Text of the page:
About Sensory Attachment Intervention
Sensory Attachment Intervention is a treatment approach for children and adults who have suffered early life trauma. It was developed by Occupational Therapist Eadaoin Bhreathnach and aims to “enable parents and children to learn the art of self-regulation through the use of sensory and engagement strategies”. (Bhreathnach 2013).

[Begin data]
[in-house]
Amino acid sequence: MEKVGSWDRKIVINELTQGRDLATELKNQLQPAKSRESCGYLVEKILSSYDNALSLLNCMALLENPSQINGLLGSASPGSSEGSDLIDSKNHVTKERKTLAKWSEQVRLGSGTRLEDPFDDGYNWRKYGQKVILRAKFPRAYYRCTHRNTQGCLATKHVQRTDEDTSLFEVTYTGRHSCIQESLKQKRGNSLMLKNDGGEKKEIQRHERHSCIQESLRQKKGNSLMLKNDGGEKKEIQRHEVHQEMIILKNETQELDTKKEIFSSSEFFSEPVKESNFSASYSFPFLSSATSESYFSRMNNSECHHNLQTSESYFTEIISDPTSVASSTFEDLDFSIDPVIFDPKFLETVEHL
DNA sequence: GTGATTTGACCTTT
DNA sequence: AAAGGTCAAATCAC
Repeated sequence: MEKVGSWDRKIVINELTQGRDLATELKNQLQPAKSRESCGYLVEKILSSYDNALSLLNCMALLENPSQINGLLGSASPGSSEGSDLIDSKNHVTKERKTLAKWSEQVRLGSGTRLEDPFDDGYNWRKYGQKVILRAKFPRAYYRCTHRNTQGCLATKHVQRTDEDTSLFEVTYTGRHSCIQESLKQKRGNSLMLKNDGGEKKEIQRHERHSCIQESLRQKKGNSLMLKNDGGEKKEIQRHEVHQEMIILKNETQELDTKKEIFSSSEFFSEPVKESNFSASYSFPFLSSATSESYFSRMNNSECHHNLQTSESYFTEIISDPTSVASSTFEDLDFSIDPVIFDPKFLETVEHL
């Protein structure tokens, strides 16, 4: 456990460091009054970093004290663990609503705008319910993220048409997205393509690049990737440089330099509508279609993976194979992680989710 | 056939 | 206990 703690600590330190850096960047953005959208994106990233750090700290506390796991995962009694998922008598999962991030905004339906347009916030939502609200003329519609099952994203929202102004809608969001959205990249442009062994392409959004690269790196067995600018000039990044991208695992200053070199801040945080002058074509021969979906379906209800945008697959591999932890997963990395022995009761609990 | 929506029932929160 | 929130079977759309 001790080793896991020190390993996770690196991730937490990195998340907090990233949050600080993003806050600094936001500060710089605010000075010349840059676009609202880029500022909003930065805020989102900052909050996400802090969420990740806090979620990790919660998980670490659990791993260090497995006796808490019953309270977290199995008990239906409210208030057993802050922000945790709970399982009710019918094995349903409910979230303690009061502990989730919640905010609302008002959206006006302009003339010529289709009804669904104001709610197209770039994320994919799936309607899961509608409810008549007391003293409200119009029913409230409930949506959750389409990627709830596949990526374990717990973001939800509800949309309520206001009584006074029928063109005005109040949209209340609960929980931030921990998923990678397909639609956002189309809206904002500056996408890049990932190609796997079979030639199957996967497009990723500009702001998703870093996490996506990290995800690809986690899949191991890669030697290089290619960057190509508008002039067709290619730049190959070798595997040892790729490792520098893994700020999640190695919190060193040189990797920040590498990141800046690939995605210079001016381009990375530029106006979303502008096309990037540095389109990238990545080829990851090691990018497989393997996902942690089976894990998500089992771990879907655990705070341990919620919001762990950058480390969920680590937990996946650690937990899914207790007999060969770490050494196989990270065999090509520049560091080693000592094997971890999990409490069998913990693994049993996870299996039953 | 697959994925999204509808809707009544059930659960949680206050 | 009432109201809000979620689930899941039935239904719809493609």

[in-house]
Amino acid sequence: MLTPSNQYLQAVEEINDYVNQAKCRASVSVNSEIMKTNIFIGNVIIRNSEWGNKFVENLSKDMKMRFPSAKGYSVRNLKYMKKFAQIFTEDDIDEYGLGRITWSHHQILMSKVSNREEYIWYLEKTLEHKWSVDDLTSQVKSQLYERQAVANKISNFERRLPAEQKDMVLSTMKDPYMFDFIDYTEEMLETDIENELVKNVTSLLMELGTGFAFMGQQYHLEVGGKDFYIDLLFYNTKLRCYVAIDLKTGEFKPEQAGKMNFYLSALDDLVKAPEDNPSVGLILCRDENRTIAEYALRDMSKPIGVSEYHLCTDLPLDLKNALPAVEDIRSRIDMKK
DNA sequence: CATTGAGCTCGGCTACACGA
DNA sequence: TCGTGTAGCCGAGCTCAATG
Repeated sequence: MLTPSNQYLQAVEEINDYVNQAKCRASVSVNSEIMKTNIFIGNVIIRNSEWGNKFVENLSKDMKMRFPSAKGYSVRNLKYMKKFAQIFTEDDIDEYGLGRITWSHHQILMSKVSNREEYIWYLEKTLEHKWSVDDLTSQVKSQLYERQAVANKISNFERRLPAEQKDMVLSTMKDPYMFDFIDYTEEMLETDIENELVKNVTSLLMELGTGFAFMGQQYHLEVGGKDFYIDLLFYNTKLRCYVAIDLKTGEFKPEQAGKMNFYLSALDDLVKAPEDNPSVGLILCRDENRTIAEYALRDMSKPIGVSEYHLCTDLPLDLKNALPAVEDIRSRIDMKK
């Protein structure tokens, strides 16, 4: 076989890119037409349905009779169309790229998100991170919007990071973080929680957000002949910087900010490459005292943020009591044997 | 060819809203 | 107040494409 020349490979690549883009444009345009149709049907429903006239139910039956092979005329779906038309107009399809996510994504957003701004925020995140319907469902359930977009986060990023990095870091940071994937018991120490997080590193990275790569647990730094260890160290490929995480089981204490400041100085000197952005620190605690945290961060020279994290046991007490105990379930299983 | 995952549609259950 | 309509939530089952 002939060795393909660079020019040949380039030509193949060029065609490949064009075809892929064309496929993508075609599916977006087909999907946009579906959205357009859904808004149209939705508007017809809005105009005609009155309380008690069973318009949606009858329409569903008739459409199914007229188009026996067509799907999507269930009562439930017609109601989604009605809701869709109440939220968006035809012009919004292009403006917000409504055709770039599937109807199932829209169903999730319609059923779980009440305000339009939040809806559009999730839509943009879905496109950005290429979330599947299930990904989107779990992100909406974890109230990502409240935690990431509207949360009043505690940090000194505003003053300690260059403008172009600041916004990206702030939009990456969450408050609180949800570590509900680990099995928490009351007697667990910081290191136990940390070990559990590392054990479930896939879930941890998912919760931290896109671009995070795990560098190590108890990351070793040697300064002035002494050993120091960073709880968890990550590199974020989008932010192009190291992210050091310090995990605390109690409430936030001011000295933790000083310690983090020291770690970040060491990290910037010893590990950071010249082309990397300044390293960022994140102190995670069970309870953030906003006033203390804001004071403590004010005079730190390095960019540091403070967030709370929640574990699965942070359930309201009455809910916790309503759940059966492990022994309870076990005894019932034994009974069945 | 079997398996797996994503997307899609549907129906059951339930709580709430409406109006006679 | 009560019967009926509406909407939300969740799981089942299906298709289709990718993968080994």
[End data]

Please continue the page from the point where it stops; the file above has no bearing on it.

Negative experiences in utero and early childhood impact on the person’s capacity to cope with stress throughout life. Frequently the individual will quickly demonstrate survival responses (fight, flight, freeze and dissociate). If a child is ‘stuck’ in survival mode, or quickly escalates into survival mode, it can leave them unable to access the cognitive (thinking part) of their brain. In terms of sensory processing, we tend to see that the child has over-responsive vision and hearing, leaving them in a state of hypervigilance. Often children will be defensive to touch, especially nurturing touch or touch that is not on their terms. We also can see that children are struggling with their processing of proprioception (body awareness), vestibular (balance) and interoception (regulate hunger, thirst, toileting, temperature etc). Children sometimes struggle to adequately process their taste and smell sense.